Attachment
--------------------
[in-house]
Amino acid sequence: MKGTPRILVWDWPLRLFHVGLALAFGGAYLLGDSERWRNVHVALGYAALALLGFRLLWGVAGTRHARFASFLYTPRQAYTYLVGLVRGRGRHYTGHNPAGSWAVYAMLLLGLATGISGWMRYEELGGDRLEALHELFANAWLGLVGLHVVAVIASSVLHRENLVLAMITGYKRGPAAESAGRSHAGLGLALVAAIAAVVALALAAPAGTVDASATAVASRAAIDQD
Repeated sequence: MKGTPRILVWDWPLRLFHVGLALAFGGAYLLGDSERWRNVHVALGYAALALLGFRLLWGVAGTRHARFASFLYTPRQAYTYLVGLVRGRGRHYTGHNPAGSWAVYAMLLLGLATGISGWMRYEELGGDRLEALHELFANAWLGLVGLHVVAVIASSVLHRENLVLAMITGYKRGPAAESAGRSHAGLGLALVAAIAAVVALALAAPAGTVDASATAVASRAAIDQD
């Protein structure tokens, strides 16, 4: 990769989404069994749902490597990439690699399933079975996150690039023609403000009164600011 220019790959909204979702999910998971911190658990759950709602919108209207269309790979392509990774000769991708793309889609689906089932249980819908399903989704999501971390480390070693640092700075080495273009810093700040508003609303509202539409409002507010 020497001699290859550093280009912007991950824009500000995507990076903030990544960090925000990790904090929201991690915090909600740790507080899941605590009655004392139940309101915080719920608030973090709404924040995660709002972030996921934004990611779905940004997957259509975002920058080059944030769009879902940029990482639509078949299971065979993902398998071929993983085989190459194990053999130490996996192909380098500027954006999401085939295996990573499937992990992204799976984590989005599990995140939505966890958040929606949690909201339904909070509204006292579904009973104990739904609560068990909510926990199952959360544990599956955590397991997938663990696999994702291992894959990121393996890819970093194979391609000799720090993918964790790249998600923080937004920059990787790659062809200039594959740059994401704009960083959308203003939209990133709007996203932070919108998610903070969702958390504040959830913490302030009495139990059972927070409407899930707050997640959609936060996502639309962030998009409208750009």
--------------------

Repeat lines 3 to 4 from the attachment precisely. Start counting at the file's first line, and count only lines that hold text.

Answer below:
Repeated sequence: MKGTPRILVWDWPLRLFHVGLALAFGGAYLLGDSERWRNVHVALGYAALALLGFRLLWGVAGTRHARFASFLYTPRQAYTYLVGLVRGRGRHYTGHNPAGSWAVYAMLLLGLATGISGWMRYEELGGDRLEALHELFANAWLGLVGLHVVAVIASSVLHRENLVLAMITGYKRGPAAESAGRSHAGLGLALVAAIAAVVALALAAPAGTVDASATAVASRAAIDQD
């Protein structure tokens, strides 16, 4: 990769989404069994749902490597990439690699399933079975996150690039023609403000009164600011 220019790959909204979702999910998971911190658990759950709602919108209207269309790979392509990774000769991708793309889609689906089932249980819908399903989704999501971390480390070693640092700075080495273009810093700040508003609303509202539409409002507010 020497001699290859550093280009912007991950824009500000995507990076903030990544960090925000990790904090929201991690915090909600740790507080899941605590009655004392139940309101915080719920608030973090709404924040995660709002972030996921934004990611779905940004997957259509975002920058080059944030769009879902940029990482639509078949299971065979993902398998071929993983085989190459194990053999130490996996192909380098500027954006999401085939295996990573499937992990992204799976984590989005599990995140939505966890958040929606949690909201339904909070509204006292579904009973104990739904609560068990909510926990199952959360544990599956955590397991997938663990696999994702291992894959990121393996890819970093194979391609000799720090993918964790790249998600923080937004920059990787790659062809200039594959740059994401704009960083959308203003939209990133709007996203932070919108998610903070969702958390504040959830913490302030009495139990059972927070409407899930707050997640959609936060996502639309962030998009409208750009």